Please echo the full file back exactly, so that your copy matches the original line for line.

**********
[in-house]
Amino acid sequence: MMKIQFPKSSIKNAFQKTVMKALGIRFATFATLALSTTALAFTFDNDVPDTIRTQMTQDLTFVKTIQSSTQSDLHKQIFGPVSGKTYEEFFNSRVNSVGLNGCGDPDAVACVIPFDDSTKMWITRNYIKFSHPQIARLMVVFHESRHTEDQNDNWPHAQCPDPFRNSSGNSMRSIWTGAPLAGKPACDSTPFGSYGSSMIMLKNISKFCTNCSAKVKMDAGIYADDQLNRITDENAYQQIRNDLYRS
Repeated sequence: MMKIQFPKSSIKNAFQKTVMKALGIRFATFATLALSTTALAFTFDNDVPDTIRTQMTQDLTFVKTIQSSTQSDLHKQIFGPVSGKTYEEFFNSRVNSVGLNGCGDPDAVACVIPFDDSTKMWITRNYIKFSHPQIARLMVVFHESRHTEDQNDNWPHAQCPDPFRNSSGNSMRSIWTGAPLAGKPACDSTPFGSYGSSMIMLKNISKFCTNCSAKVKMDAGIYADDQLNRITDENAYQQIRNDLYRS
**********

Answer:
[in-house]
Amino acid sequence: MMKIQFPKSSIKNAFQKTVMKALGIRFATFATLALSTTALAFTFDNDVPDTIRTQMTQDLTFVKTIQSSTQSDLHKQIFGPVSGKTYEEFFNSRVNSVGLNGCGDPDAVACVIPFDDSTKMWITRNYIKFSHPQIARLMVVFHESRHTEDQNDNWPHAQCPDPFRNSSGNSMRSIWTGAPLAGKPACDSTPFGSYGSSMIMLKNISKFCTNCSAKVKMDAGIYADDQLNRITDENAYQQIRNDLYRS
Repeated sequence: MMKIQFPKSSIKNAFQKTVMKALGIRFATFATLALSTTALAFTFDNDVPDTIRTQMTQDLTFVKTIQSSTQSDLHKQIFGPVSGKTYEEFFNSRVNSVGLNGCGDPDAVACVIPFDDSTKMWITRNYIKFSHPQIARLMVVFHESRHTEDQNDNWPHAQCPDPFRNSSGNSMRSIWTGAPLAGKPACDSTPFGSYGSSMIMLKNISKFCTNCSAKVKMDAGIYADDQLNRITDENAYQQIRNDLYRS